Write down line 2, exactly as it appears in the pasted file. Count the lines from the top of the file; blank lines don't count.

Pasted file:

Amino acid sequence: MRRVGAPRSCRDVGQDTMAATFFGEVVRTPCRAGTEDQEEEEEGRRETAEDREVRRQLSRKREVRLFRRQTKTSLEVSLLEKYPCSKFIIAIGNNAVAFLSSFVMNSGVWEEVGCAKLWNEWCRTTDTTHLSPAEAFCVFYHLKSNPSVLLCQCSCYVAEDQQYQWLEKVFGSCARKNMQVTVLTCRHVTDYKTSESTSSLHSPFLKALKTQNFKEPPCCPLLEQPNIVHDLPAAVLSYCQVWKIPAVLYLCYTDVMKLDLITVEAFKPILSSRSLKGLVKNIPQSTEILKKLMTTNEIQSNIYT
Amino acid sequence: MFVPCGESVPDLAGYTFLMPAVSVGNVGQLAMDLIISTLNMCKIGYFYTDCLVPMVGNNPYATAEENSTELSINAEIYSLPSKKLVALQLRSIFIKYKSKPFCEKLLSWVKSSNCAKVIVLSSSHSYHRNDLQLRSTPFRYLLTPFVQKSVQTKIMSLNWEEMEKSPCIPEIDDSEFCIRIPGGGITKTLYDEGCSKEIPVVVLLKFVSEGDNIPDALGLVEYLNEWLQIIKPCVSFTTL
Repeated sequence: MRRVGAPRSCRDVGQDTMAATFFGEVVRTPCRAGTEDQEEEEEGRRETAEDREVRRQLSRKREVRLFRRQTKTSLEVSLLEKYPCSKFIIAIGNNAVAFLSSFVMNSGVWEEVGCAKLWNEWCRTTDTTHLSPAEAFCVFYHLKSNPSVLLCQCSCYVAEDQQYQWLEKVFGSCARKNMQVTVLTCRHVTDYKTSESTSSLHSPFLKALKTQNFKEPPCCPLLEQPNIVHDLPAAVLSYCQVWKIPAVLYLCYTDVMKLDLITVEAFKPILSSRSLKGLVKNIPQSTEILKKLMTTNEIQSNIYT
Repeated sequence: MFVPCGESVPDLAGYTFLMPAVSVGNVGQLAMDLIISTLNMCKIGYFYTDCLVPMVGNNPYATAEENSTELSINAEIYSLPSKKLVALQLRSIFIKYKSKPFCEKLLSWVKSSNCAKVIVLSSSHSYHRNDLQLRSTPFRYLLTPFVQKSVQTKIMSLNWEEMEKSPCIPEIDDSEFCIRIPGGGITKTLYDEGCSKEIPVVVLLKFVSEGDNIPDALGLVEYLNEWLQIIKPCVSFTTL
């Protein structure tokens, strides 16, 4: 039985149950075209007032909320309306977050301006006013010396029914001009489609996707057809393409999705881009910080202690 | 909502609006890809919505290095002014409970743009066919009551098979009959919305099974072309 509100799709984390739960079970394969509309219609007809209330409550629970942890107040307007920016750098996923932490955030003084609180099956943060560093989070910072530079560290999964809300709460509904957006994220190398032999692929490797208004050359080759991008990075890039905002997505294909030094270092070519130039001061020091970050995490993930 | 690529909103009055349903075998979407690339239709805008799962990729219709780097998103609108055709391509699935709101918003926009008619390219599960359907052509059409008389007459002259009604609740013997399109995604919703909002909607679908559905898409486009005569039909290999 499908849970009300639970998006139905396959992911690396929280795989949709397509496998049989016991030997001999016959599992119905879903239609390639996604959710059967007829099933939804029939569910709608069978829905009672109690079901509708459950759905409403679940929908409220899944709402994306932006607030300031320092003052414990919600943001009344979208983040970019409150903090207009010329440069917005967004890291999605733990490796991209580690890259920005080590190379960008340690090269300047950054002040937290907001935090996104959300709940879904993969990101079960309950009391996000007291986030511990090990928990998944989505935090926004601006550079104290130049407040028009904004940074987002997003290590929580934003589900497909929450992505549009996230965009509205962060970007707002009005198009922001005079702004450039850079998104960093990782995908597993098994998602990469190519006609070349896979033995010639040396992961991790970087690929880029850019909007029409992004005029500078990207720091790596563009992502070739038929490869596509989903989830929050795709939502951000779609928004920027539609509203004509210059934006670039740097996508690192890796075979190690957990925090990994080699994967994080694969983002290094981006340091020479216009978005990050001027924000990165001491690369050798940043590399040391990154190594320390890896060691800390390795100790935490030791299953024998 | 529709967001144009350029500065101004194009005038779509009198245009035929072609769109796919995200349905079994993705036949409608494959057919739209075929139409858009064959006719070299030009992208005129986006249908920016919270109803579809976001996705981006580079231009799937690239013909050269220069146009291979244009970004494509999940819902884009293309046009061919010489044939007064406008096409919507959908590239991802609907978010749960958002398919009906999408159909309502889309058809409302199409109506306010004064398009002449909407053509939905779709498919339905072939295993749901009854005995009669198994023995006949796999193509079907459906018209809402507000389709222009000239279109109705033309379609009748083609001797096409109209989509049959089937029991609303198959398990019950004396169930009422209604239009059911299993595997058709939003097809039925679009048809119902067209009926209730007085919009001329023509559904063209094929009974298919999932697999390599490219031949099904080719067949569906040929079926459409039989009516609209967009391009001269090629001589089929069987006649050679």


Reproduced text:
Amino acid sequence: MFVPCGESVPDLAGYTFLMPAVSVGNVGQLAMDLIISTLNMCKIGYFYTDCLVPMVGNNPYATAEENSTELSINAEIYSLPSKKLVALQLRSIFIKYKSKPFCEKLLSWVKSSNCAKVIVLSSSHSYHRNDLQLRSTPFRYLLTPFVQKSVQTKIMSLNWEEMEKSPCIPEIDDSEFCIRIPGGGITKTLYDEGCSKEIPVVVLLKFVSEGDNIPDALGLVEYLNEWLQIIKPCVSFTTL